Re: http://www.w3.org/pub/WWW/TR/WD-logfile.html

At 02:38 PM 3/27/96 -0500, hallam@w3.org wrote:
>#Start-Date: 1996-01-12 23:00:00
>#End-Date:   1996-01-13 21:00:00
>#Date: 1996-01-12
>23:20:00 GET /foo
>23:30:00 GET /foo
>#End-Date:   1996-01-13 21:00:00
>Note this is optional... The semantics for the start and end date are global,
>they apply to the whole file and are there purely so that a person can come 
>along find out what the contents of a log file are using more on the head. 
>The date fields are positional however.

I've thought about this some more, and I have these questions.

Are you saying the End-Date and Start-Date directives are *strictly* global,
and that the situation I described above with starting and stopping are
inappropriate/illegal?  If so, I still disagree.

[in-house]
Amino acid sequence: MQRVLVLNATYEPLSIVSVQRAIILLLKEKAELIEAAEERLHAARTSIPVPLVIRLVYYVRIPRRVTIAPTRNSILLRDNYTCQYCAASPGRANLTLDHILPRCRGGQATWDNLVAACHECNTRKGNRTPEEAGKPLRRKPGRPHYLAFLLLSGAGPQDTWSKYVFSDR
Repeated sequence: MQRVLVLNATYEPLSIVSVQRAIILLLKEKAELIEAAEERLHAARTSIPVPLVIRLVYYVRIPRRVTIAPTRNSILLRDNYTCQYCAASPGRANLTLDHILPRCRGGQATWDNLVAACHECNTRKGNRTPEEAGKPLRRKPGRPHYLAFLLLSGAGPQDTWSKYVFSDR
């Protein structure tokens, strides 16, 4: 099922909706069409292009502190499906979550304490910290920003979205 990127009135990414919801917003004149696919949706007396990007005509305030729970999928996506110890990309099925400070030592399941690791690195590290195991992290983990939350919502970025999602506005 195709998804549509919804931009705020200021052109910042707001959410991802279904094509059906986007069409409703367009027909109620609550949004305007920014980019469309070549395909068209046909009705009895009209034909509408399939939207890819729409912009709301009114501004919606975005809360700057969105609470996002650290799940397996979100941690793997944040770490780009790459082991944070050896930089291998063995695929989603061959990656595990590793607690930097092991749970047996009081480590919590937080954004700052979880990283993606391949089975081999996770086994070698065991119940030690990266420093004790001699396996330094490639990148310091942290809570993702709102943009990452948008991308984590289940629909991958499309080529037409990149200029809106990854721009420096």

When Joe Webmaster shuts down the server, the server will, as a matter of
course, append a "#End-Date:" directive on that log file.  If he starts back
up, with the same file name, we naturally go into append mode.  We certainly
wouldn't over write the old log file, and attempting to go back and
automatically edit out that existing "#End-Date:" is not a viable option.
Therefore, I think for a stopped and restarted server, a pair of End-Date
and Start-Date directives embedded in the middle of the log is appropriate,
if not a requirement.

Besides, what if Joe logs to foo.txt for ahile, then bar.txt, then back to
foo.txt.  It will be alot clearer what was occuring than trying to decipher
Date directives and attempting to calculate areas of non-overlapping time

the Programmer formerly known as Dan